The Hotel Malbourne

The Hotel Malbourne

The Hotel Malbourne was constructed in 1912 on the northwest corner of East Main and Roxboro streets. It was a modern, luxury-class hotel built for the well-to-do traveler. Named after Benjamin N. Duke’s father-in-law, Malbourne Angier, it was an imposing structure with a granite base, a huge copper cornice, iron balconies, and 125 rooms with steam heat, telephones, hot and cold water, and fifty private bathrooms. For eleven years it was the preeminent downtown hotel. Sunday dinner was a signature event, costing sixty cents in 1915, unless you preferred the “sizzling steak with French-fried potatoes and tomatoes,” which raised the price to seventy-five cents.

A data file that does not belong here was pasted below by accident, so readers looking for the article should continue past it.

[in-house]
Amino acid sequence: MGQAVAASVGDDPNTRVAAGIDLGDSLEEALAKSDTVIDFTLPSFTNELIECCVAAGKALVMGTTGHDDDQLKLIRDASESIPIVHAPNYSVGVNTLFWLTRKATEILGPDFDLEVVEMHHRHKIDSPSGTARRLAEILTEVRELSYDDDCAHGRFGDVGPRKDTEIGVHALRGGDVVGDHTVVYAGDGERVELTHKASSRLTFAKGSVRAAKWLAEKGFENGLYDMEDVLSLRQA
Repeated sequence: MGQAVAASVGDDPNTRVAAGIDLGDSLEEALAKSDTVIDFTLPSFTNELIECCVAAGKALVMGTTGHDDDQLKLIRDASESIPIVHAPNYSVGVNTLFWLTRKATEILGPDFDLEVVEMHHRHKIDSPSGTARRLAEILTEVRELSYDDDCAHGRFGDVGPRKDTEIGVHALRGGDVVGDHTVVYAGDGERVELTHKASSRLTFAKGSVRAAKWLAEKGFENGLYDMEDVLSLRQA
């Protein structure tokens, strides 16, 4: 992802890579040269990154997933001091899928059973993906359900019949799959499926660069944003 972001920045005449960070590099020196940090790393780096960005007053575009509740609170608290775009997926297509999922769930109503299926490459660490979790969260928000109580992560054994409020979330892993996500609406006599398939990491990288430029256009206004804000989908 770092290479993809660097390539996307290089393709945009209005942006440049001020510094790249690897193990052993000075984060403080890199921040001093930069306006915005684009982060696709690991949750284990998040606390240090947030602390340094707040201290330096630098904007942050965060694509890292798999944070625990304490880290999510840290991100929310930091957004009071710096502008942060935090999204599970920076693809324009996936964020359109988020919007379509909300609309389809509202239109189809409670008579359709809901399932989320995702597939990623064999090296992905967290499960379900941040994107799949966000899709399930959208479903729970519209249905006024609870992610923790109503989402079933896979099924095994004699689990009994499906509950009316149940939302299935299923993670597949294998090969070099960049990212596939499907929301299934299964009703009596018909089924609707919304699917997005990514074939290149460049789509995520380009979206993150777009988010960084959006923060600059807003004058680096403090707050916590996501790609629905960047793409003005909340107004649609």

The new, luxurious Washington Duke Hotel became the hotel of choice in 1924. By the 1960s the Malbourne was serving as more of a boarding house than a hotel. In 1966, it, like so many other downtown structures, was demolished with urban renewal funds. In the 1970s, Durham’s new Judicial Building, the predecessor to the current Durham County Courthouse, was built on the site.